"Stories Told Sideways out of the Big Mouth": John Dos Passos's Bazinian Camera Eye
Hock, Stephen, Literature/Film Quarterly
Donald Pizer opens his article, "The Camera Eye in U.S.A.: The Sexual Center," by noting, "Most general readers of John Dos Passos' U.S.A. have been troubled by the Camera Eye portion of the trilogy," and he goes on to comment that "the Camera Eye in U.S.A. has usually either been read casually-almost as an awkward interruption-or for its occasional reference to events present as well in other portions of the trilogy" (417). In fact, what Pizer writes of "general readers" could just as easily apply to many of Dos Passos's critics. None of the four modes of writing in U.S.A.- biography, narrative, Newsreel, and Camera Eye-has generated as much critical confusion, disagreement, and outright derision as the Camera Eye.1 Though in recent years the critical treatment of the Camera Eye has become more nuanced, the Camera Eye has never enjoyed the same sort of consistent critical approval that has greeted U.S.A. 's Newsreels as examples of Dos Passos's application of the cinematic technique of montage to literature. In contrast to this standard reading of the Newsreels in cinematic terms, readings of the Camera Eye have, in fact, often ignored the relation of the Camera Eye to the cinema. Moreover, when critics have examined the Camera Eye in terms of the cinema, they have generally identified the Camera Eye as simply another instance of Dos Passos's use of montage, an attitude that overlooks the specificity of the Camera Eye as a mode of writing distinct from the Newsreels.2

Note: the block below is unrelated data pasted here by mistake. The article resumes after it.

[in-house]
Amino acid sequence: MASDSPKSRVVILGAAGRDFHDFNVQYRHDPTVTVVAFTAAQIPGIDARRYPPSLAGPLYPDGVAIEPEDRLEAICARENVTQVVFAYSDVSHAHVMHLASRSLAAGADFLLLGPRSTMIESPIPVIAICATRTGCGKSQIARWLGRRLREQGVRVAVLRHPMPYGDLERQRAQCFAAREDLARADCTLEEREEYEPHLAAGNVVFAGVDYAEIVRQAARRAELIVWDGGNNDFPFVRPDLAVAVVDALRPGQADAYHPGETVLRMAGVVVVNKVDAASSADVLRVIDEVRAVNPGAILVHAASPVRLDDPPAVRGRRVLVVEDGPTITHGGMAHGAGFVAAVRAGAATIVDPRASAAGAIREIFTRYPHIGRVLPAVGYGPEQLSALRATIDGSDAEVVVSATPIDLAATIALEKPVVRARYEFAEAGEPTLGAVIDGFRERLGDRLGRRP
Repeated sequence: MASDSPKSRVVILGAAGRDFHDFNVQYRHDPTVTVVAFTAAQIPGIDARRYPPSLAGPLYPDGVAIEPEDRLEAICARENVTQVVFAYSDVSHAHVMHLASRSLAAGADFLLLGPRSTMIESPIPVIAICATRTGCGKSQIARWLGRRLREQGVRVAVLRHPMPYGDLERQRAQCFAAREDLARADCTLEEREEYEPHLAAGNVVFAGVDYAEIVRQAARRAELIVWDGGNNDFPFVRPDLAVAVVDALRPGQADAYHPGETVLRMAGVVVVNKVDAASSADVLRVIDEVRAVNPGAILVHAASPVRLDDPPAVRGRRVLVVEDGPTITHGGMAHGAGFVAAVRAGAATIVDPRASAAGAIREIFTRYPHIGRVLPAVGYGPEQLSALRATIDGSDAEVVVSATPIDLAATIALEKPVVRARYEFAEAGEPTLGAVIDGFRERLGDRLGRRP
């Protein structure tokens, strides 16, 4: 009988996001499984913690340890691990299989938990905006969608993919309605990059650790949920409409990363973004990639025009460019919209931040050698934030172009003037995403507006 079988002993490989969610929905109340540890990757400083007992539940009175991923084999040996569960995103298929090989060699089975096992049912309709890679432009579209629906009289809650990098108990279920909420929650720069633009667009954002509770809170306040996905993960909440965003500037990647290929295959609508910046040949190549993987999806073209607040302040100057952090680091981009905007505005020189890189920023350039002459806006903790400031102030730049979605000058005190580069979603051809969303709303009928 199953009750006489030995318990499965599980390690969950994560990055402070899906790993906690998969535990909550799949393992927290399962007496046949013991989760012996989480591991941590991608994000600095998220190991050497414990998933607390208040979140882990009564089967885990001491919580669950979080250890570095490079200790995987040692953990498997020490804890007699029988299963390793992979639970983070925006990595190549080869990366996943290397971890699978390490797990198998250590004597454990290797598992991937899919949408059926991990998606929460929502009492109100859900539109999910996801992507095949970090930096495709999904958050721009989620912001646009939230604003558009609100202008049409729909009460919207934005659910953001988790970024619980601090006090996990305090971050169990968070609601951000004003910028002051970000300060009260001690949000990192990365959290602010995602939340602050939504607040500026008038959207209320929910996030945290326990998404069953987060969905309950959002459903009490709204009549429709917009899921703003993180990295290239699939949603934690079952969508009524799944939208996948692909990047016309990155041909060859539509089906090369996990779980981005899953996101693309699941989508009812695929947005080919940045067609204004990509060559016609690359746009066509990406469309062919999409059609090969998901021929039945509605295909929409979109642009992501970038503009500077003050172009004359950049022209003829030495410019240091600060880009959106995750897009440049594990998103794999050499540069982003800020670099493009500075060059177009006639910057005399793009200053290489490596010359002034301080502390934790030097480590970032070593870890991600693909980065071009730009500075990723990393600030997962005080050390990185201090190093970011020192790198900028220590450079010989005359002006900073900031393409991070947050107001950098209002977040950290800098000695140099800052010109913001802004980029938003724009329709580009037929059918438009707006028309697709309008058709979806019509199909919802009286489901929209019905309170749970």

Indeed, much of the criticism of Dos Passos's U.S.A. trilogy recognizes the importance of montage as the key to understanding not only the Newsreels, but also the trilogy as a whole. The overall structure of U.S.A., with its stylistically different narratives, biographies, Newsreels, and Camera Eyes juxtaposed to one another, and more specifically the Newsreels, with their juxtapositions of fragments of newspaper headlines, songs, and other sorts of texts, has justifiably prompted many critics to recognize montage as an underlying principle governing Dos Passos's work. As Barry Maine comments, "the narrative function of montage [is not] a new subject; it is paid lip service in virtually every critical study" of U.S.A. (76).3 Dos Passos confirmed the importance of montage for his writing on numerous occasions. He commented in a 1968 interview at Union College, for instance, that one of the reasons he wrote the three volumes of U.S.A. in four different modes was that he "always had an interest in contrast, in the sort of montage Griffith and Eisenstein used in films" (283), and explained in his 1967 address, "What Makes a Novelist": "The artist must record the fleeting world the way the motion picture film recorded it. By contrast, juxtaposition, montage, he could build drama into his narrative. Somewhere along the way I had been impressed by Eisenstein's motion pictures, by his version of old D. W. Griffith's technique. Montage was his key word" (272). However, the critical view that understands Dos Passos's relation to the cinema simply in terms of montage overlooks the degree to which the Camera Eye, while it does share some qualities with Dos Passos's other modes of writing based on the montage of figures such as Eisenstein and Griffith, suggests a concept of cinema that also bears affinities to the sort of documentary realism associated with a competing strain of film theory represented by André Bazin.
Obviously, the fact that Dos Passos wrote U.S.A. years before Bazin wrote the essays collected in works such as What Is Cinema? precludes any question of Bazin having influenced Dos Passos as did Eisenstein. Indeed, Bazin himself, after rhetorically posing the issue of "whether or not the art of Dos Passos, Caldwell, Hemingway, or Malraux derives from the technique of the cinema," answers, "we do not believe it for a moment," and argues, "we should rather reverse the usual theory and study the influence of modern literature on film-makers" (61-62). …